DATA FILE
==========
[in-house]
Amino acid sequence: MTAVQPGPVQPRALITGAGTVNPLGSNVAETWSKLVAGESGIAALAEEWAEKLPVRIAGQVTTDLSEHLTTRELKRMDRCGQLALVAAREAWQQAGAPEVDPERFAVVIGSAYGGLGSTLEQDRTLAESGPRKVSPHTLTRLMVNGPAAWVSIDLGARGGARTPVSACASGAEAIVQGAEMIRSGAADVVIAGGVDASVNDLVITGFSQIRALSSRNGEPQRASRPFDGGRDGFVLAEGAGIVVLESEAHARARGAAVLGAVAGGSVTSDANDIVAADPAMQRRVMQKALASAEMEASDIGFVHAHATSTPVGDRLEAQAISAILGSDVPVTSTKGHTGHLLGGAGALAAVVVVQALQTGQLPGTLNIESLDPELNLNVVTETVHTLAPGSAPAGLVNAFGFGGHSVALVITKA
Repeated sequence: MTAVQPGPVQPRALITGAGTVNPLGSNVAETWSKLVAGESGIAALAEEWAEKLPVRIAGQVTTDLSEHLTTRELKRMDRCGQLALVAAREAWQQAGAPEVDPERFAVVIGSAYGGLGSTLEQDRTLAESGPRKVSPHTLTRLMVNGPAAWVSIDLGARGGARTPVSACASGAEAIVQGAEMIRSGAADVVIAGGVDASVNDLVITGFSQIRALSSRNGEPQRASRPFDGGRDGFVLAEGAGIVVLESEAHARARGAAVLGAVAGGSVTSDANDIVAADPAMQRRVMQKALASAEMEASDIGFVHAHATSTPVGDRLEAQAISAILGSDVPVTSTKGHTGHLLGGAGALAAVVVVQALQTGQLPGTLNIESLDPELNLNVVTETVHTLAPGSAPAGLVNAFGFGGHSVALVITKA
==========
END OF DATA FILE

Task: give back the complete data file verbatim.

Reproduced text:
[in-house]
Amino acid sequence: MTAVQPGPVQPRALITGAGTVNPLGSNVAETWSKLVAGESGIAALAEEWAEKLPVRIAGQVTTDLSEHLTTRELKRMDRCGQLALVAAREAWQQAGAPEVDPERFAVVIGSAYGGLGSTLEQDRTLAESGPRKVSPHTLTRLMVNGPAAWVSIDLGARGGARTPVSACASGAEAIVQGAEMIRSGAADVVIAGGVDASVNDLVITGFSQIRALSSRNGEPQRASRPFDGGRDGFVLAEGAGIVVLESEAHARARGAAVLGAVAGGSVTSDANDIVAADPAMQRRVMQKALASAEMEASDIGFVHAHATSTPVGDRLEAQAISAILGSDVPVTSTKGHTGHLLGGAGALAAVVVVQALQTGQLPGTLNIESLDPELNLNVVTETVHTLAPGSAPAGLVNAFGFGGHSVALVITKA
Repeated sequence: MTAVQPGPVQPRALITGAGTVNPLGSNVAETWSKLVAGESGIAALAEEWAEKLPVRIAGQVTTDLSEHLTTRELKRMDRCGQLALVAAREAWQQAGAPEVDPERFAVVIGSAYGGLGSTLEQDRTLAESGPRKVSPHTLTRLMVNGPAAWVSIDLGARGGARTPVSACASGAEAIVQGAEMIRSGAADVVIAGGVDASVNDLVITGFSQIRALSSRNGEPQRASRPFDGGRDGFVLAEGAGIVVLESEAHARARGAAVLGAVAGGSVTSDANDIVAADPAMQRRVMQKALASAEMEASDIGFVHAHATSTPVGDRLEAQAISAILGSDVPVTSTKGHTGHLLGGAGALAAVVVVQALQTGQLPGTLNIESLDPELNLNVVTETVHTLAPGSAPAGLVNAFGFGGHSVALVITKA